(Bloomberg) -- Drug companies are in no rush to finance a solution to the opioid epidemic.
Companies including Johnson & Johnson and McKesson Corp. are preparing to take their chances in court rather than pay billions of dollars to settle lawsuits blaming them for addictions that claim the lives of more than 100 Americans daily, according to six people familiar with settlement talks.
With the first trial just 10 months away, the companies are counting on narrowing or defeating lawsuits by 17 states and hundreds of counties and cities, which would slash or eliminate their settlement costs. But if the defenses fail, the cost of a deal could rise.
Settlement talks sponsored by state attorneys general have been going on since last year, and companies seemed willing to consider a quick global deal to put the litigation behind them without risking bankruptcy. But as negotiations pressed forward in law-firm conference rooms in Dallas and Chicago, the companies lately have shown more confidence in their legal defenses, the people said, speaking on condition of anonymity because the talks are private.
As a result, negotiations with the states have largely stalled, the people said. That comes as talks with local governments have also hit a snag, according to the judge overseeing the separate set of lawsuits.
The companies’ strategy is logical, said Adam Zimmerman, a professor at Loyola Law School in Los Angeles who specializes in mass tort litigation.
“It would make no sense for the companies to start talking about money until the strength of those defenses are tested in court,” said Zimmerman, who isn’t involved in the case.
Hard-hit states including Ohio and Kentucky have accused drugmakers such as J&J and Purdue Pharma Inc., and distributors like McKesson and AmerisourceBergen Corp., of understating the risks of prescription opioids, overstating their benefits, and failing to halt suspiciously large shipments to pharmacies.
“We are committed to being part of the ongoing dialogue and to doing our part to find ways to address this crisis,” Andrew Wheatley, a J&J spokesman, said in a statement.
Other companies didn’t respond to questions about whether money is the sticking point. Tennessee Attorney General Herbert Slatery, who is leading the talks for the states, said through a spokeswoman that the “states are still actively negotiating.”
Drugmakers reject comparisons to the 1990s litigation against cigarette makers, which led to a $246 billion settlement. That’s because opioids are a government-regulated product dispensed only with a doctor’s prescription. (Nicotine, the active ingredient in tobacco, isn’t yet regulated.) As a result, judges must defer to the FDA’s findings that the painkillers are safe and effective when used properly, according to company filings.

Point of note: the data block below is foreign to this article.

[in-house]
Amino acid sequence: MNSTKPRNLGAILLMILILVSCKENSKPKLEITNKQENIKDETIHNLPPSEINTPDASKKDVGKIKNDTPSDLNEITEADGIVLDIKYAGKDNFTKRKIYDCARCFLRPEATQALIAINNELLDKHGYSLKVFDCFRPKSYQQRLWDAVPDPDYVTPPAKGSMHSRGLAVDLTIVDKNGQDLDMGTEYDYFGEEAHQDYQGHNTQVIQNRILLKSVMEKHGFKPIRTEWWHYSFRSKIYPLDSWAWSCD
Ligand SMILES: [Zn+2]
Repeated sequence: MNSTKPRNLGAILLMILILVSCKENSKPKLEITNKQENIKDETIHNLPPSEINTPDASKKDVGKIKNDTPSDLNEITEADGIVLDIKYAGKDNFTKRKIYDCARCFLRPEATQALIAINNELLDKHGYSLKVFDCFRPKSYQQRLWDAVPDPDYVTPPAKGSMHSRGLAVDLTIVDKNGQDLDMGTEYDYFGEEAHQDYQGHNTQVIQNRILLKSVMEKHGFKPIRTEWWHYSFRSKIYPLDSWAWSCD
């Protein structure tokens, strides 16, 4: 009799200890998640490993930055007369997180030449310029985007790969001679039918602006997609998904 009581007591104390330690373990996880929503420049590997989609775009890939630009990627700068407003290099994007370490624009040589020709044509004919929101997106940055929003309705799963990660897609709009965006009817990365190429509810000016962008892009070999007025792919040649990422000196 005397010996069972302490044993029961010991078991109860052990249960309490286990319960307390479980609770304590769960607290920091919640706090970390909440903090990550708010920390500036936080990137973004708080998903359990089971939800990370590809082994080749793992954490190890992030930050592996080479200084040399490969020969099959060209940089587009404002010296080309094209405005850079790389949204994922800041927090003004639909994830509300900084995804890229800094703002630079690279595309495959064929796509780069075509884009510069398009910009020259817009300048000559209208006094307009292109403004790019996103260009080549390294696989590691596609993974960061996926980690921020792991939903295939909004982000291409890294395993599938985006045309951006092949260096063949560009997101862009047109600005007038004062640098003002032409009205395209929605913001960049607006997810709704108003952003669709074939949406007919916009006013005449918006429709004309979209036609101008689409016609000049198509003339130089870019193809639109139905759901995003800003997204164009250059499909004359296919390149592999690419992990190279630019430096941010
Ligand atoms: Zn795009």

Pharma companies say they’re also free from liability because some patients misused their products and because states haven’t found doctors who blame opioid marketing for influencing their prescribing habits.
“I don’t know what the companies’ overall strategy is, but it doesn’t sound like fast resolution is part of it any more,” said Elizabeth Burch, a University of Georgia law professor who teaches about complex litigation. “If the idea was to come up with a quick settlement the companies could afford, time is slipping away and money that could go toward resolving the case is being eaten up by legal costs.”
The companies haven’t ruled out compromise. In the talks, Purdue and other defendants have agreed to consider additional changes to their marketing and handling of painkillers, the people said. That may include doctor-education programs aimed at reducing the numbers of opioid prescriptions and beefed up oversight of shipments, they said.
Purdue, J&J, Endo International Plc and Teva Pharmaceutical Industries Ltd have halted marketing efforts tied to opioids or taken their products off the market. The companies said the changes, along with other cost-cutting moves, aren’t related to the litigation.
Drug companies are confronting two sets of adversaries. They’re negotiating with a coalition of 41 state attorneys general, including some that sued, while defending more than 400 suits by counties and municipalities. The latter have been consolidated before U.S. District Judge Dan Polster in Cleveland, who scheduled the first trial for March after his efforts to strong-arm a quick global settlement stalled.
Efforts to hammer out a deal in the attorneys general talks are hampered by strategy disputes between suing states and those hoping for an out-of-court solution, according to the people familiar.
Ohio Attorney General Michael DeWine, who is suing to recover some of the estimated $8 billion his state spends annually over the opioid crisis, has faced criticism for breaking away from the group talks to focus on the court battle.
“The multistate process was not proceeding fast enough,” said Dan Tierney, a spokesman for DeWine, now a Republican candidate for governor.
The companies aren’t putting money on the table in the cases brought by cities and counties, although settlement talks there are moving ahead, four people said.
The very existence of the city and county suits is also slowing negotiations, the people said. Tennessee’s Slatery sent letters to lawyers for some municipalities, saying their cases are hamstringing his effort to negotiate a global settlement, according to Gerard Stranch, a Nashville lawyer representing some of local governments in Tennessee. Slatery has since backed off his effort to take over those cases, Stranch said.
“The companies want to do one settlement of their opioid liability rather than having to do separate deals with the states and local governments,” said Lauren Rousseau, a Western Michigan law professor. “They want to put an end to all litigation at a price that doesn’t bankrupt them.”
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